McLaughlin, Patsy A. Shannon Point Marine Center, Western Washington University, Anacortes, Washington.
Kaesler, Roger L. Department of Geology, University of Kansas, Lawrence, Kansas.
Last reviewed:January 2021
- Reproduction and ontogeny
- Related Primary Literature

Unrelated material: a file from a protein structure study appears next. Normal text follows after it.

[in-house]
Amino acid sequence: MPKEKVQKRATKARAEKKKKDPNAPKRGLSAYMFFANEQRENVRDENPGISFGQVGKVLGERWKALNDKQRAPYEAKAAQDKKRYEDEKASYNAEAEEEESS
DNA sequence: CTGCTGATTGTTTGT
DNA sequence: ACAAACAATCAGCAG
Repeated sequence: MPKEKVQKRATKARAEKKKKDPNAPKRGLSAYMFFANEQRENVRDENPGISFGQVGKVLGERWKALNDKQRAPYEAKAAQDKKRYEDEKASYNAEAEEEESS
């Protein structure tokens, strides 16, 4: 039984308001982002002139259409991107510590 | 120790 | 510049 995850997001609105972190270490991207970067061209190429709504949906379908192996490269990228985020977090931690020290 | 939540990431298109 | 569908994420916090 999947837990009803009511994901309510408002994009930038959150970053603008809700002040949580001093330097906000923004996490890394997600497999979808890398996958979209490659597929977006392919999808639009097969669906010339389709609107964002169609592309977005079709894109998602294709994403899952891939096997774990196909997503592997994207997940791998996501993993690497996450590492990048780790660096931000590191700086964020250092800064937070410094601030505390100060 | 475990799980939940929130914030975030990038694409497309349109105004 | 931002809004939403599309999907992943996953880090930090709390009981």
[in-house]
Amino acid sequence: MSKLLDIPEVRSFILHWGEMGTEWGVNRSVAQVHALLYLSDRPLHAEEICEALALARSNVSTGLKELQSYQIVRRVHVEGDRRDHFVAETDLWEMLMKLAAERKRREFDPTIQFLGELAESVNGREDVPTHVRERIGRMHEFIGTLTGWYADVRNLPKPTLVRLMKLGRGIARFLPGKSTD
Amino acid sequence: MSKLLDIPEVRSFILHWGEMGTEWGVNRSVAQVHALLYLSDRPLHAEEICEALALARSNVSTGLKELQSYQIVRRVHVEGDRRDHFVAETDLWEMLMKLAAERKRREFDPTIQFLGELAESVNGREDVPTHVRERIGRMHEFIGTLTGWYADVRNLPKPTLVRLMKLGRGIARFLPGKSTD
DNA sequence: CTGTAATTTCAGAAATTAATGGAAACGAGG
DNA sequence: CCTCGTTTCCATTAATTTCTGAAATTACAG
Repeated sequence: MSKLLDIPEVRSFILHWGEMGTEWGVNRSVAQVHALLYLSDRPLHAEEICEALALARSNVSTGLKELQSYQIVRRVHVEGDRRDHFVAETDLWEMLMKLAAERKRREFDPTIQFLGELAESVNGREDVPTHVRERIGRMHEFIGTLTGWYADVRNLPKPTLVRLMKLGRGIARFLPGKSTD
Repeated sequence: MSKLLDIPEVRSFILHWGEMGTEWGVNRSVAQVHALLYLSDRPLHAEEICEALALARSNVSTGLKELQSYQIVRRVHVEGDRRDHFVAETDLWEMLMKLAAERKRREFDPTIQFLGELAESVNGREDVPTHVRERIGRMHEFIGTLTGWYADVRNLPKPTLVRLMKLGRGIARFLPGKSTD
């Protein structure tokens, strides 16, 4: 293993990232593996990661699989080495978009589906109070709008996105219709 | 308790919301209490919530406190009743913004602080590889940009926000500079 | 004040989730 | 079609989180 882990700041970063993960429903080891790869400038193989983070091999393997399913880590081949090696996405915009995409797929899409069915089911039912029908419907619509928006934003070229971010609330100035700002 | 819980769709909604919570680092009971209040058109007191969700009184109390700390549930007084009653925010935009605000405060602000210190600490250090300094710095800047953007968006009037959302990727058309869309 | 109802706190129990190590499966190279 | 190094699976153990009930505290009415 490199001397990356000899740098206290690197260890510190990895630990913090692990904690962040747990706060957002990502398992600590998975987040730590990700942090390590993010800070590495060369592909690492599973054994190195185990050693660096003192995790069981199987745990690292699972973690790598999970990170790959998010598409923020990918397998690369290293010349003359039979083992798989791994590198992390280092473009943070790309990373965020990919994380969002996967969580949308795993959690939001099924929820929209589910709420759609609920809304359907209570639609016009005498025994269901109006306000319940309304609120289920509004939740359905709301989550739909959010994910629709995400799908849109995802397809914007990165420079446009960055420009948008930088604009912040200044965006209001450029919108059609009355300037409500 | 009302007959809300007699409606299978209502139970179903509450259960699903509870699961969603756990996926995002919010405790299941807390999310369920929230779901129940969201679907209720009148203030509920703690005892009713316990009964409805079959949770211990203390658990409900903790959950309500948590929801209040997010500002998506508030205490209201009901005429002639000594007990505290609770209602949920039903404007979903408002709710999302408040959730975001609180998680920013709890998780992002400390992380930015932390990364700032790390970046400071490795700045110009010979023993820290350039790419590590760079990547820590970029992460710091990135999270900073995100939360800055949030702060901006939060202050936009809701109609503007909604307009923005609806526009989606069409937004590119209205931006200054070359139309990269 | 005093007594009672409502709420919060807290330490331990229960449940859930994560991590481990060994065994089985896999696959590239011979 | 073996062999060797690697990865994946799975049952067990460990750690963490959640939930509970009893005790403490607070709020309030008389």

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A major taxon of the Crustacea containing small bivalved animals 0.004–1.4 in. (0.1–33 mm) long, with most between 0.04 and 0.08 in. (1 and 2 mm). Members of the Ostracoda inhabit aquatic environments in nearly all parts of the world. Semiterrestrial species have been described from moss and leaf-litter habitats in Africa, Madagascar, Australia, and New Zealand, and from vegetable debris of marine origin in the Kuril Archipelago. In the oceans, ostracodes live from nearshore to abyssal depths, some swimming and others crawling on the bottom; several are adapted to estuaries of rapidly changing salinity. In freshwater, ostracodes inhabit lakes, ponds, streams, swamps, caves, and ephemeral little standing bodies of water. Of the more than 2000 species extant, none is truly parasitic and most are free-living. However, a few freshwater and marine forms live commensally on other animals: among the Podocopina, Entocythere clings to the gills of crayfish, and Sphaeromicola and Paradoxostoma rostratum cling to appendages of isopods and amphipods; among the Myodocopina, Vargula parasitica and Sheina orri are found on the gills of sharks and rays. Ostracodes themselves are parasitized; some marine species are infested with parasitic isopods and copepods, and some freshwater species serve as intermediate hosts for a cestode (the adult of which parasitizes the black duck) and for an acanthocephalan (the adult of which parasitizes the black bass). Most ostracodes are scavengers, some are herbivorous, and a few are predacious carnivores. Exceptional biological features are known; there are myodocopine ostracodes that produce bioluminescence, and some species of podocopines form a secretion from spinning glands to enable them to climb polished surfaces.
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